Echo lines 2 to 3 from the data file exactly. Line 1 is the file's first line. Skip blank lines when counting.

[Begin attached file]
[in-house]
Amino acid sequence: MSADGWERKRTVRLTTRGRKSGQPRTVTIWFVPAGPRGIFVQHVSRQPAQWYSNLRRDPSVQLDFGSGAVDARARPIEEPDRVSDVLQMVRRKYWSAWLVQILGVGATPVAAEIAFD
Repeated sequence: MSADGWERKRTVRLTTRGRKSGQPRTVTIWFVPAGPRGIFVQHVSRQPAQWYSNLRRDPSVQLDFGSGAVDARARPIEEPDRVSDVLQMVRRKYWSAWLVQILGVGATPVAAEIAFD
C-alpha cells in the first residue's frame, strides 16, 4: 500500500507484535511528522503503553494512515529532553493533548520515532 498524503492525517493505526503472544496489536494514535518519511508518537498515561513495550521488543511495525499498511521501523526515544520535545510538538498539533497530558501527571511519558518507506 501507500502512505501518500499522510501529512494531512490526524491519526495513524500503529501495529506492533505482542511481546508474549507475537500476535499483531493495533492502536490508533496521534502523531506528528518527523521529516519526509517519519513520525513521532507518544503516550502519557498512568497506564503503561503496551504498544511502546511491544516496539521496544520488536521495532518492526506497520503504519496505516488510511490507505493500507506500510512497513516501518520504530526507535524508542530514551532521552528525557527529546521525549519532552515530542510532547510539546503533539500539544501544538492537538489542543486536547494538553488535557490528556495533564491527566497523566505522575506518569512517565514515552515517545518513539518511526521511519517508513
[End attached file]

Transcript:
Amino acid sequence: MSADGWERKRTVRLTTRGRKSGQPRTVTIWFVPAGPRGIFVQHVSRQPAQWYSNLRRDPSVQLDFGSGAVDARARPIEEPDRVSDVLQMVRRKYWSAWLVQILGVGATPVAAEIAFD
Repeated sequence: MSADGWERKRTVRLTTRGRKSGQPRTVTIWFVPAGPRGIFVQHVSRQPAQWYSNLRRDPSVQLDFGSGAVDARARPIEEPDRVSDVLQMVRRKYWSAWLVQILGVGATPVAAEIAFD